Common Market, But No Common Sense of Humor

The Guardian runs its annual story about the German fascination with an ancient 18-minute British comedy sketch featuring Freddie Frinton called “Dinner for One”. (As far as I can tell the Guardian runs some version of this story almost every year, always saying that no one in the UK has ever heard of the skit….)

At 7.40pm on New Year's Eve millions of Germans gather reverently round their TV sets to watch Dinner For One – an 18-minute British comedy sketch featuring Freddie Frinton as drunken butler James and May Warden as his elderly aristocratic boss Miss Sophie.


Since it was first shown in 1963 the sketch has achieved a cult following in Germany. It is one of the country's most successful TV programmes – no mean feat given that it is shown in a language that most Germans don't actually speak. But nobody in Britain has ever heard of it.

It's an amazing example of cultural non-comprehension: the Germans think the UK sketch is so funny that it has become a major Christmas tradition, complete with (optional) drinking game. The British, well the English anyway, don't think the sketch is particularly funny and can't understand why the Germans think its such a riot. The Germans can't understand why the English don't understand just how funny it is. Both nations conclude that the other nation lacks a sense of humor. (Or humour.) There's no question that the British (and especially English) sense of humour is quirky: witty repartee, check, funny skits (think Monty Python), check, jokes, nope. But although there is much to admire about Germany, I would have to say that German humor is to me about as inscrutable as it gets. There's a certain taste for slapstick, a form of 'humor' I always think is too mean-spirited to be funny. There are a few jokes, but I hardly ever get them. And otherwise its just not funny.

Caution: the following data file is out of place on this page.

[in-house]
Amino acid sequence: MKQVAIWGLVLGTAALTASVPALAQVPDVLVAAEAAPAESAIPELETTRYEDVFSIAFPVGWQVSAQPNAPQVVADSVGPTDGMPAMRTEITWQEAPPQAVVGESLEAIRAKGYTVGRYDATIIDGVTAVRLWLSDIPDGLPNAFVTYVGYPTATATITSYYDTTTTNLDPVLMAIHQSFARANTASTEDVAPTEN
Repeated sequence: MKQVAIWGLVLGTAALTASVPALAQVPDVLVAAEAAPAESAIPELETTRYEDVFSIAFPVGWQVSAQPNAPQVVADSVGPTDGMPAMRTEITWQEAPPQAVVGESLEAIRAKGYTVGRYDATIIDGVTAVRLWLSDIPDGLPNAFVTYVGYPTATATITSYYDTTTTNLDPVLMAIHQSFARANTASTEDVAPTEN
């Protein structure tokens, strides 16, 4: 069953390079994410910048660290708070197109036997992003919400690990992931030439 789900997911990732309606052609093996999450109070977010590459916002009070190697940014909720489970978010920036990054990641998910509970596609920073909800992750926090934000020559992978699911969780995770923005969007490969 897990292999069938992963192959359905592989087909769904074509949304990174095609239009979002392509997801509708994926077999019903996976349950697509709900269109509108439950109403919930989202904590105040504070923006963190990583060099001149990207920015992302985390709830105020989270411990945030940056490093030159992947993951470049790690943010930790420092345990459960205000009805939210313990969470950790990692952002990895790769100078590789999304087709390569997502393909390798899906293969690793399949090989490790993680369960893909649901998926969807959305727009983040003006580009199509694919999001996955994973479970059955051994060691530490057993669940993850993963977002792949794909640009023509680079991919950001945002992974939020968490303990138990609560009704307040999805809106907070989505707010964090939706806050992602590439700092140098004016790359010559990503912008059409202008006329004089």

Here's the full script of 'Dinner for One', complete with the famous final lines as Frinton carries Warden up the stairs:

“Same procedure as last year, Madam? – Same procedure as every year, James.”

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3 Responses to Common Market, But No Common Sense of Humor

  1. Kevin Hayden says:

    Well, thanks for the great Florida wit you’ve provided. I can’t defend the slapstick lovers, far preferring the Cleese-Idle-Chapman crowd. I hope you’ve had a great holiday and keep up the good work in the new year!

  2. Niemand says:

    FWIW, the Clesse-Idle-Chapman crowd does have quite a cult status in Germany, too, but usually with people who don’t get the humour in “Dinner for One”, either.

  3. Observer says:

    As an aside, the Pythons created a couple German language shows during their heyday (they were Oxford/Cambridge educated and multi-lingual). I saw these shows while living in Germany many years ago and, while the shows were popular, the humor was cruder, more physical, and meaner than normal Python. The skit where Cleese is a Barvarian waiter serving an American tourist couple was a great example. The non-German-speaking Americans would to agree to anything the waiter suggested without understanding it, so he suggested they order awful food to be served by throwing it at/upon them, and he then proceded to do just that while the audience whooped with laughter.

    Also: given that this is an annual Guardian feature, I wonder if “Dinner for One” still has the same popularity in Germany, or if like “Rocky Horror Picture Show” the reputation for popularity continues although the reality does not. I remember that “Dinner for One” was very popular when I lived in Germany long ago, and at the time the English phrase “same procedure as every year” might be dropped into German conversation from time to time for a laugh. However, I also noticed that the then-younger generation wasn’t as entertained by it as the baby boomers.

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